Northrop Grumman expects to carry out the first aerial refuelling flight test of its E-2D Advanced Hawkeye airborne early warning and control (AEW&C) aircraft towards the end of 2016, following delivery of the first example earmarked for upgrade to its St Augustine, Florida facility.

Aircraft AA1 – the first E-2D built – was transferred from the VX-20 test squadron at NAS Patuxent River in Maryland to the E-2D’s newly-renovated St Augustine site in December, where it will receive the modification ahead of the planned trial.

The new capability will be integrated into new-build aircraft, and retrofitted on delivered E-2Ds to increase the time the type can operate on station, Jay Mulhall, director of global business development for E-2 programmes, tells Flightglobal.

The air-to-air refuelling modification has been developed using the E-2D’s predecessor, the E-2C Hawkeye, as a surrogate.

Ground testing that has included fuel transfer has already taken place with the new variant, so the work this year will transition straight to the “wet” transfer of fuel. Initial operational capability for the enhancement is expected around 2020.

E-2C AAR dry contact F/A-18

An E-2C making a dry contact with an F/A-18

Northrop Grumman

The full E-2D requirement for the USN is 75 aircraft, 22 of which have been delivered, including six handed over in 2015. Five deliveries are scheduled for 2016, with the first expected to roll out of the factory in the coming weeks.

The USN has contracted Northrop to provide 51 of the 75 aircraft, including 26 under a multiyear deal awarded in 2014. The company is still delivering pre-multiyear aircraft, and expects to start transferring the first under this procurement this year.

The refuelling modification is expected to be rolled out onto new-build E-2Ds from aircraft number 31 of the current 51, and will be offered as a retrofit for the first 30.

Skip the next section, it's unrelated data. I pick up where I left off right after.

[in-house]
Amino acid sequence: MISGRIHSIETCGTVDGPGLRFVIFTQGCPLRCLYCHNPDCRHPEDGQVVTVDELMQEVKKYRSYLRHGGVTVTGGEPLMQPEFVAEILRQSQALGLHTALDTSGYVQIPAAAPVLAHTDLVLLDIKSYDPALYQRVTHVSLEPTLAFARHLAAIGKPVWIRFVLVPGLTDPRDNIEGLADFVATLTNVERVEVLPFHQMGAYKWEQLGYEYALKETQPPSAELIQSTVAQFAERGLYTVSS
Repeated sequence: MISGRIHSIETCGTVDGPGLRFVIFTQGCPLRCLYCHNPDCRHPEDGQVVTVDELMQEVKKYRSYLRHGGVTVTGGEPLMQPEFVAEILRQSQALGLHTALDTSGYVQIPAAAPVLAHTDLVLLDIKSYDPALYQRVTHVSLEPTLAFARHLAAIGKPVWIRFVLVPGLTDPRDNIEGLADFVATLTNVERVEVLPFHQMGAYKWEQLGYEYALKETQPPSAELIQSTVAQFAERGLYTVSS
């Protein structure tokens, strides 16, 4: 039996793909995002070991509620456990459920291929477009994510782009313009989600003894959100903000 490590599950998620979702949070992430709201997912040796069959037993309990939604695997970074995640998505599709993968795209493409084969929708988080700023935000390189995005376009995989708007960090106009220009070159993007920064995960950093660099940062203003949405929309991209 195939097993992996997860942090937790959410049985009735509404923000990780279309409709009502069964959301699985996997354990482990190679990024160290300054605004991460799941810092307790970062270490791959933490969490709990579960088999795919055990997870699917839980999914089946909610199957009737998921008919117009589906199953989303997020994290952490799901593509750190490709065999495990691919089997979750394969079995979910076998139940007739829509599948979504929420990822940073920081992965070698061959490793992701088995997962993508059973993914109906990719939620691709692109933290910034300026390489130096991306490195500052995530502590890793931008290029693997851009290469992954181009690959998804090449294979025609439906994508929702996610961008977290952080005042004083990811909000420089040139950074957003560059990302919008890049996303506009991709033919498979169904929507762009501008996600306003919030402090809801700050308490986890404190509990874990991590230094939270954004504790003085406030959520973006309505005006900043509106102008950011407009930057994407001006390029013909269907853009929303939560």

“The plan is to cut in at aircraft 31, and to have all 75 E-2Ds with this,” Mulhall says. “So at that point forward, every aircraft with the aerial refuelling capability will have the probe, new long-endurance seats for the crew, lighting changes for formation flying that are needed to form up on a tanker day or night, and software changes to assist the pilot in engaging the basket.”

Northrop is under contract to modify a number of aircraft with the capability under a refuelling engineering, manufacturing and development contract, and a production award is expected to follow. The company is also developing a “wet wing” capability for international land-based customers of the AEW&C aircraft, which can increase the endurance of the type from 5h to 7h by carrying 3,180kg (7,000lb) of additional fuel in the wings.

Through the US Foreign Military Sales programme, Japan purchased the first of a four-strong E-2D requirement in November, which will include the wet wing capability. Tokyo’s first Advanced Hawkeye is being manufactured in parallel with USN examples, and is expected to be delivered in 2018, Mulhall says.

Meanwhile, the first deployment for the E-2D was completed in December, during which the USN’s Carrier Air Wing 1’s VAW-125 “Tigertails” squadron was deployed onboard the Nimitz-class carrier USS Theodore Roosevelt.

In 2017, VAW-125 will take over from the forward-deployed VAW-115 “Liberty Bells” squadron that operates the E-2C Hawkeye at NAS Atsugi in Japan.

The VAW-121 “Bluetails” squadron will be the next to transition to the type and operate onboard a carrier, followed by the VAW-126 “Seahawks” unit undergoing training ahead of receiving the aircraft.